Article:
Leupold Mark 8 1.1-8×24 mm CQBSS

posted on July 14, 2011

In short, if they are going to perform their long-range mission, it requires close-quarters work first. Mounting a red-dot scope and a sniper scope on their rifles was a stopgap solution, but they needed a scope to perform both the CQB and sniper missions. In response, Leupold's Tactical Optics Division introduced its Mark 8 1.1-8x24 mm CQBSS. (For more detailed photos of the CQBSS go here.)

The new CQBSS is a 1.1-8X power optic built on a 34-mm main tube utilizing a first focal-plane Horus 27 illuminated-dot reticle or a Leupold M-TMR (Marine-Tactical Milling Reticle). The rugged CQBSS has a number of well-thought-out ergonomic features. The windage and elevation adjustment dials are about 1.25 inches in diameter, but they are not protected with any type of removable cap. Instead, they utilize an auto-locking, pinch-and-turn adjustment system. The top halves of the windage and elevation turrets have two knurled, semi-circular squeeze pads with a central, V-shaped groove. Squeezing the two rings together releases the auto-locking mechanism and allows the turret to rotate. Once appropriate adjustments are made, releasing the pads locks the turret in place. Windage and elevation adjustments are 0.10-mil-per-click with 10 mils of adjustment per turn.

The scope's BDC reticle is built around a 100-yard zero. Hash marks indicating each 0.10-mil click run around the base of the windage and elevation turrets. Each 0.50 mil is numerically indexed on the adjustment ring as well. In addition, range call-offs in hundreds of meters for a specific load are superscripted just above those for the mils.

A fully checkered sleeve for the ocular bell controls the scope's magnification setting. Turning the ocular sleeve clockwise boosts magnification and, conversely, turning it counter-clockwise reduces power.

A thumb pad at the front of the bell provides a visual and tactile indication of the magnification setting. In addition to its more than 7X zoom range, the aluminum main tube provides an overall adjustment range of 100 mils for both windage and elevation. The large illumination adjustment knob is on the left side of the bridge directly opposite to the windage turret. It is a large, knurled and grooved turret and also serves as a housing for the CR2032 battery that powers the reticle.

The Horus Vision H27 reticle is offered in Mark 8 scopes produced for the military and law enforcement. Leupold's new Marine-Tactical Milling Reticle (M-TMR) is offered in the Mark 8 for civilian shooting enthusiasts.

Given the military use for which the CQBSS was originally developed, ruggedness and durability were critical elements of the design. The CQBSS is filled with an argon-krypton gas blend that helps make the scope fog-proof and waterproof—tested to submersion of 66 feet. The Mark 8 has a matte-black finish and features Leupold's Index Matched Lens System with DiamondCoat 2 coatings, which help provide increased light transmission and scratch resistance.

The BDC ring on my sample scope was set up for the 5.56 NATO MK 262 Mod I load, so I mounted the scope on an FNH USA SCAR 16S using tall steel Leupold rings compatible with the gun's Picatinny top rail. I took it to our test range in order to familiarize myself with the scope's unique illumination and magnification controls and get a feel for how the M-TMR reticle worked indoors.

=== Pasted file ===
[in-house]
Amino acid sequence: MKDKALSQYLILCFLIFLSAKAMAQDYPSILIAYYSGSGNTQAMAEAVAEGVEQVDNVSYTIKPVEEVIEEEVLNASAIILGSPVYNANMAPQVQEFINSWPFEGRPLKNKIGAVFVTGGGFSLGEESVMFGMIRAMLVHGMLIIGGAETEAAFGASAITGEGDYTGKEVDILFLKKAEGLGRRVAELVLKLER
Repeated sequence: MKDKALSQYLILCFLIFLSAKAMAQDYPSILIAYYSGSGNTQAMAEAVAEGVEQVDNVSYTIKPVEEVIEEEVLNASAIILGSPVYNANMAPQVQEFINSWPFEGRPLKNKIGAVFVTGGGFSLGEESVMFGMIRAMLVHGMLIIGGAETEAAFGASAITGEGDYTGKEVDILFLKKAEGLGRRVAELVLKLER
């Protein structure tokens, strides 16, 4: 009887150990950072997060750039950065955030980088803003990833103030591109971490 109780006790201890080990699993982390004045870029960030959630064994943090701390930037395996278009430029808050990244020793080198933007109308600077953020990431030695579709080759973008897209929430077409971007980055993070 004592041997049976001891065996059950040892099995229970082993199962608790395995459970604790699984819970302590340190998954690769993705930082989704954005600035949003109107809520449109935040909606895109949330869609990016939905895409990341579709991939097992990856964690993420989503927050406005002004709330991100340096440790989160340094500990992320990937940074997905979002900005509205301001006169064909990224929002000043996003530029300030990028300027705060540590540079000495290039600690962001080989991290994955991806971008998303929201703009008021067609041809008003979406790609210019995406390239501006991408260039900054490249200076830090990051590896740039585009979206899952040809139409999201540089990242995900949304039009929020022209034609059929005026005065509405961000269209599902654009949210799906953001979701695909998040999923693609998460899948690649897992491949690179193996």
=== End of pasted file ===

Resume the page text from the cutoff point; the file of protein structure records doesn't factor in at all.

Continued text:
After obtaining a solid zero I "shot the box." From zero, I turned 10 clicks up and 10 clicks right then fired a five-shot group. I then turned the elevation dial 20 clicks down and fired a second group. After turning the windage turret 20 clicks left, I fired a third group. I then turned 20 clicks up before firing a fourth group and lastly I turned 10 clicks right and 10 clicks down to return to zero. The groups formed a perfect square with the last one neatly superimposed on the first. Thus, the scope's adjustments were clearly positive and repeatable.

The Mark 8 1.1-8x24 mm is big. It's also heavy and expensive. It's not by any means perfect, but it certainly does a lot of amazing things. An ideal CQB scope would be smaller. For a sniper, the ideal scope would have a larger objective.

It's incredibly rugged and easy to use. Because it is so versatile with its wide range of magnification and rapid and repeatable windage and elevation adjustments, the CQBSS has a lot to offer law enforcement and military precision-marksmen.

Any shooter trained to range in mils will find the M-TMR reticle to be an incredible tool. I suspect many 3-gun competitors may decide that two scopes are a cheaper alternative or that ruggedness is desirable, but not a life-or-death consideration. Given the cost, LE and military users are the most likely buyers, but to paraphrase Ferris Bueller's evaluation of an Italian sports car, if you have the means, it's an excellent choice.

Manufacturer: Leupold; (800) 538-7653, www.leupold.com
Magnification: 1.1-8X
Objective Lens Diameter: 24 mm
Reticle: Horus H27 with illuminated dot; M-TMR with illuminated crosshairs (tested)
Lens Coating: Fully multicoated, DiamondCoat 2
Tube Diameter: 34 mm
Eyepiece: Lockable, fast-focus
Field of View: 93 to 14.7 feet at 100 yards
Eye Relief: 3.7 inches to 3.3 inches
Adjustment Markings: Pinch-and-turn, auto-locking 0.10 mil
Elevation Adjustment Range: 100 MOA
Windage Adjustment Range: 100 MOA
Length: 11.75 inches
Weight: 23.2 ounces
Accessories: Flip-open lens covers, 2.5-inch sun shade, BDC rings available for MK 262 Mod 1 77-grain, 5.56 NATO and M118 LR 175-grain 7.62 NATO
MSRP: $4,000


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